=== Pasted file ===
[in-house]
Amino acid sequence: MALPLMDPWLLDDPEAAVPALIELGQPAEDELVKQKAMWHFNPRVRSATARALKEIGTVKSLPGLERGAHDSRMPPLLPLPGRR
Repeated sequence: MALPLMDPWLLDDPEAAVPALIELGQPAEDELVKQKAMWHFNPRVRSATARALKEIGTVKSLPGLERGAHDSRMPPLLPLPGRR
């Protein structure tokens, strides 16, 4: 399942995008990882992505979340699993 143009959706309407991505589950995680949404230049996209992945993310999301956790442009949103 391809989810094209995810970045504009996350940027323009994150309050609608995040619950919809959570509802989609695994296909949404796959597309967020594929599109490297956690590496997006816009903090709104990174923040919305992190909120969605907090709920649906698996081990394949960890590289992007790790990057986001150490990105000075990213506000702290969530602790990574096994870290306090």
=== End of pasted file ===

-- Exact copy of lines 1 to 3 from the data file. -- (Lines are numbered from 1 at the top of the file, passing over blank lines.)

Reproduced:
[in-house]
Amino acid sequence: MALPLMDPWLLDDPEAAVPALIELGQPAEDELVKQKAMWHFNPRVRSATARALKEIGTVKSLPGLERGAHDSRMPPLLPLPGRR
Repeated sequence: MALPLMDPWLLDDPEAAVPALIELGQPAEDELVKQKAMWHFNPRVRSATARALKEIGTVKSLPGLERGAHDSRMPPLLPLPGRR